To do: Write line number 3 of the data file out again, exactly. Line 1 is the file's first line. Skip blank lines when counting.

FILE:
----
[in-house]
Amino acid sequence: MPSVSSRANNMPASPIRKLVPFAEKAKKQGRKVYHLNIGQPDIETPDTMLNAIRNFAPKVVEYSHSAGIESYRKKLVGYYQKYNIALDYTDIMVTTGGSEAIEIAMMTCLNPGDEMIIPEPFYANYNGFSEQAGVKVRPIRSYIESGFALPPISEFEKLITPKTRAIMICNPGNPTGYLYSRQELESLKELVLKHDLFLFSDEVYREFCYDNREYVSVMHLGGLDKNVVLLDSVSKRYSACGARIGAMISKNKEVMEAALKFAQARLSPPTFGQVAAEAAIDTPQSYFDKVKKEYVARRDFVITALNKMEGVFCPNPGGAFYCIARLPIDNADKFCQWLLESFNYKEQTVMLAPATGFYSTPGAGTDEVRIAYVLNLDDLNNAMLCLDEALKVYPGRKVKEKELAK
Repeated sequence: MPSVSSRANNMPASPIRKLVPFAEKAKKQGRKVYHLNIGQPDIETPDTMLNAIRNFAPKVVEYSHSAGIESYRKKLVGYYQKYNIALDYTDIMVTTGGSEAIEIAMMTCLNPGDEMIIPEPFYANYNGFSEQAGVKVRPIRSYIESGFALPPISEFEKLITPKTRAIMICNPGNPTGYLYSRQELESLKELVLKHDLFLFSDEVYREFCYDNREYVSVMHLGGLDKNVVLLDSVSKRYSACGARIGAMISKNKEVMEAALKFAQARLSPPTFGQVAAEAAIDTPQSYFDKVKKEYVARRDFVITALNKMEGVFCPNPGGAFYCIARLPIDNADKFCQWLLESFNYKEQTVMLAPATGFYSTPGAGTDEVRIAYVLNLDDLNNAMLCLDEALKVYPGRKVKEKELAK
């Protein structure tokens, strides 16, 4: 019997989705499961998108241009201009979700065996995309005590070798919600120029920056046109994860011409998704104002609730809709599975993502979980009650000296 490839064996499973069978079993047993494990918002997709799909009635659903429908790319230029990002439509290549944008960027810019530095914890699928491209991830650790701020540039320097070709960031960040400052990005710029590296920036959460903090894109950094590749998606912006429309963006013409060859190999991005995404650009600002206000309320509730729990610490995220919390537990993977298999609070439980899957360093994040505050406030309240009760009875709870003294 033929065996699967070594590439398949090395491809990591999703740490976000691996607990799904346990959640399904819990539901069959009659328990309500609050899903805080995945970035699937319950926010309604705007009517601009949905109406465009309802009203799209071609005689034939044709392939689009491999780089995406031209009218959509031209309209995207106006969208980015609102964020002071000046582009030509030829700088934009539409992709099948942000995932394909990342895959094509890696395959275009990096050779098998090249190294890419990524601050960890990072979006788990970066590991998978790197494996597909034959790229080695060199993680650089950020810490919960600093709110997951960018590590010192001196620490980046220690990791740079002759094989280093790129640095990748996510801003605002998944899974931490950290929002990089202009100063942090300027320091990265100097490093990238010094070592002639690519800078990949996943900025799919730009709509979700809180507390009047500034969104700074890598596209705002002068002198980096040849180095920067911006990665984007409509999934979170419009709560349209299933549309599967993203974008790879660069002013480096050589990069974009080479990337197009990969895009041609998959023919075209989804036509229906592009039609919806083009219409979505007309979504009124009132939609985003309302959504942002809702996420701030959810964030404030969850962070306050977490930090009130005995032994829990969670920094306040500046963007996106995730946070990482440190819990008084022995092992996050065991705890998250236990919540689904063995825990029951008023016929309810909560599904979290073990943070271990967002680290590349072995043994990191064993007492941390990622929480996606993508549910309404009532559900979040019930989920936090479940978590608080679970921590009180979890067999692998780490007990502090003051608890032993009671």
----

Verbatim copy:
Repeated sequence: MPSVSSRANNMPASPIRKLVPFAEKAKKQGRKVYHLNIGQPDIETPDTMLNAIRNFAPKVVEYSHSAGIESYRKKLVGYYQKYNIALDYTDIMVTTGGSEAIEIAMMTCLNPGDEMIIPEPFYANYNGFSEQAGVKVRPIRSYIESGFALPPISEFEKLITPKTRAIMICNPGNPTGYLYSRQELESLKELVLKHDLFLFSDEVYREFCYDNREYVSVMHLGGLDKNVVLLDSVSKRYSACGARIGAMISKNKEVMEAALKFAQARLSPPTFGQVAAEAAIDTPQSYFDKVKKEYVARRDFVITALNKMEGVFCPNPGGAFYCIARLPIDNADKFCQWLLESFNYKEQTVMLAPATGFYSTPGAGTDEVRIAYVLNLDDLNNAMLCLDEALKVYPGRKVKEKELAK